– Since forests are such masters of the hydrologic cycle, turning non-forested land—such as grasslands, deserts, and abused agriculture lands—into diverse food forests would prove the most immediately beneficial for producing a surge in available biomass fit for human consumption.

– Start figuring out foods that can be wildcrafted, “eating the weeds”, and introducing them to the palates of others as well as your own; once someone realizes they can eat lettuces growing wild in the forest, their lenses are changed and they start considering what else they can eat (bark? berries? bugs?).

– Sabotaging trees that are low in what they provide the ecosystem, and favoring and seeding trees that are much more beneficial to human needs and the ecosystem as a whole; this is especially relevant to our monocultured forests that are daily wasting the energy potential granted from the sun.

– I had other ideas when I conceived of this post, but they are currently unavailable; when they occur to me, I will edit them in.

The Lost Decades

I can’t say I exactly like the decade thinking, for analytic reasons—such as “why can’t 1987-1997 be its own decade just because of counting arbitrarities?”—and also for all the people who don’t want to identify or be identified by a decade in which they “came of age”, as if it is incumbent upon them to defend the decade they were unfreely thrown into.

However, my main point in bringing up decades is not to attack or defend them, but as their current status has jeopardized “decade-thinking” to becoming extinct. The 50s, 60s, 70s, and 80s all have adjectives that can be attached to them, and people are ready and willing to attach those adjectives and reminisce and possibly even be nostalgic. The “00s” or 2000s—whatever people are calling (or not calling) them—are the years in which new bottoms are being reached in terms of culture.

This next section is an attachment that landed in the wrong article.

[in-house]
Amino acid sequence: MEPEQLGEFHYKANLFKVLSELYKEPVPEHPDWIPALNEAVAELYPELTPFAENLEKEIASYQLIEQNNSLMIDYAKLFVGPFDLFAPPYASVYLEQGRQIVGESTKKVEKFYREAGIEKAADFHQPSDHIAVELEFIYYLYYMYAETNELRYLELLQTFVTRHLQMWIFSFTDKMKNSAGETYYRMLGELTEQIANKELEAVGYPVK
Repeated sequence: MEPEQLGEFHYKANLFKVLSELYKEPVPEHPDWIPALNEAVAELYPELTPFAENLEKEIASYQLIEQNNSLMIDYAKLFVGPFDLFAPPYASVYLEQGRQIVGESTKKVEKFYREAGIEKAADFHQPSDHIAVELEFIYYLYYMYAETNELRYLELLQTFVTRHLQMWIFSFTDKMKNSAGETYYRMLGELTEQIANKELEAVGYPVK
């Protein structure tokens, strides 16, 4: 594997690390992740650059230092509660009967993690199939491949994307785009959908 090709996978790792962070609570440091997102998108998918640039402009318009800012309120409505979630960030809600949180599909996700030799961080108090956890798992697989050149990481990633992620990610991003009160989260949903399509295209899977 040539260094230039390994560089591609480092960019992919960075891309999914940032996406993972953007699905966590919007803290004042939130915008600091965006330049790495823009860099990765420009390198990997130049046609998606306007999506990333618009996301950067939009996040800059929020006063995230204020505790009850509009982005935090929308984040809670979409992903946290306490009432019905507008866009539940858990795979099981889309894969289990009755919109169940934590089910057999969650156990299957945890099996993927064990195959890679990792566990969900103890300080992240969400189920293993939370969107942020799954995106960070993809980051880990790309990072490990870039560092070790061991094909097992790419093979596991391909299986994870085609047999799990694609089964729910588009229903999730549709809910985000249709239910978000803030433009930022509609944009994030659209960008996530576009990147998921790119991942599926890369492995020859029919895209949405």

There is something so void, so empty, about these series of years, that nobody—even among the youth who should have had feelings towards these years—is able to meaningfully speak of these years and lift the fog. To me, what is most blaring about the “00s” is the rising numbers of unhealthy youth, including both psychologically and physiologically, if the two should even be acknowledged as separate. And I think it would be completely wrong to attribute any blame to those youngsters who are now suffering with these ailments, because of previous poor choices—on both a cultural and personal wide scale. There is something that those lost in the previous decades have failed to pay forward, and these lost years are the result. Since it was not paid forward—the self-absorbed baby boomer generation are gluttonously feasting upon whatever resources come their way, dare anyone thoughtfully save them for the future—it is up to the youth to take back. They have the moral high ground, for the earth is their home for the longest, and they should not look up to their elders for wisdom, but look down upon them as fallen usurpers who need to be managed for damage control purposes.